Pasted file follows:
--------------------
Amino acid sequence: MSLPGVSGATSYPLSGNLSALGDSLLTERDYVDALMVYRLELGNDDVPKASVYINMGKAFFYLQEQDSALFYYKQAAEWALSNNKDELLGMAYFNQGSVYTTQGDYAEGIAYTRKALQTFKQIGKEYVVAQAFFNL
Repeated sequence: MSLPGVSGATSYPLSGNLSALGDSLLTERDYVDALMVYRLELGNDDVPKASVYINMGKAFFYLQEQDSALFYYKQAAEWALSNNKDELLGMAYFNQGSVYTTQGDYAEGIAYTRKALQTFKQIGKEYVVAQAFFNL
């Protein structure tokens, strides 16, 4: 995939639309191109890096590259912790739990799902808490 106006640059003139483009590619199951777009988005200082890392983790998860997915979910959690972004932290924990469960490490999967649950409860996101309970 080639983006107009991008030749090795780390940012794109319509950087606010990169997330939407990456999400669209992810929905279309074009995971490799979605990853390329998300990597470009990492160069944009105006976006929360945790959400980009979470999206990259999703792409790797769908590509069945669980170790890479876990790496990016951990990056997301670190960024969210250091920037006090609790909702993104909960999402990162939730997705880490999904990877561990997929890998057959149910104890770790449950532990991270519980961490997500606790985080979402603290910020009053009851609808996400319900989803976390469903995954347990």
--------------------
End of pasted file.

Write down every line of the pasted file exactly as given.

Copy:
Amino acid sequence: MSLPGVSGATSYPLSGNLSALGDSLLTERDYVDALMVYRLELGNDDVPKASVYINMGKAFFYLQEQDSALFYYKQAAEWALSNNKDELLGMAYFNQGSVYTTQGDYAEGIAYTRKALQTFKQIGKEYVVAQAFFNL
Repeated sequence: MSLPGVSGATSYPLSGNLSALGDSLLTERDYVDALMVYRLELGNDDVPKASVYINMGKAFFYLQEQDSALFYYKQAAEWALSNNKDELLGMAYFNQGSVYTTQGDYAEGIAYTRKALQTFKQIGKEYVVAQAFFNL
């Protein structure tokens, strides 16, 4: 995939639309191109890096590259912790739990799902808490 106006640059003139483009590619199951777009988005200082890392983790998860997915979910959690972004932290924990469960490490999967649950409860996101309970 080639983006107009991008030749090795780390940012794109319509950087606010990169997330939407990456999400669209992810929905279309074009995971490799979605990853390329998300990597470009990492160069944009105006976006929360945790959400980009979470999206990259999703792409790797769908590509069945669980170790890479876990790496990016951990990056997301670190960024969210250091920037006090609790909702993104909960999402990162939730997705880490999904990877561990997929890998057959149910104890770790449950532990991270519980961490997500606790985080979402603290910020009053009851609808996400319900989803976390469903995954347990």